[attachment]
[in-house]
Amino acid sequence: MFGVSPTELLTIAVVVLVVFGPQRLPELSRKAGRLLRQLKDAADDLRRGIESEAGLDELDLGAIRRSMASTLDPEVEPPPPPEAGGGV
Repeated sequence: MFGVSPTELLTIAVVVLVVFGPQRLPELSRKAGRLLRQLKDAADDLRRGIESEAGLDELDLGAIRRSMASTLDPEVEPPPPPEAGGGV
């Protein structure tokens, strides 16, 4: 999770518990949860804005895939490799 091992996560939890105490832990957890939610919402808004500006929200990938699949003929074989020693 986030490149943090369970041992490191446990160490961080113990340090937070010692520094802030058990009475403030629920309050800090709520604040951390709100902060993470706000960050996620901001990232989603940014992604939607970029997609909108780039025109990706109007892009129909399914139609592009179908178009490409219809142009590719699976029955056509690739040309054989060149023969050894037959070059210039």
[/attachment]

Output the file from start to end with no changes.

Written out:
[in-house]
Amino acid sequence: MFGVSPTELLTIAVVVLVVFGPQRLPELSRKAGRLLRQLKDAADDLRRGIESEAGLDELDLGAIRRSMASTLDPEVEPPPPPEAGGGV
Repeated sequence: MFGVSPTELLTIAVVVLVVFGPQRLPELSRKAGRLLRQLKDAADDLRRGIESEAGLDELDLGAIRRSMASTLDPEVEPPPPPEAGGGV
């Protein structure tokens, strides 16, 4: 999770518990949860804005895939490799 091992996560939890105490832990957890939610919402808004500006929200990938699949003929074989020693 986030490149943090369970041992490191446990160490961080113990340090937070010692520094802030058990009475403030629920309050800090709520604040951390709100902060993470706000960050996620901001990232989603940014992604939607970029997609909108780039025109990706109007892009129909399914139609592009179908178009490409219809142009590719699976029955056509690739040309054989060149023969050894037959070059210039």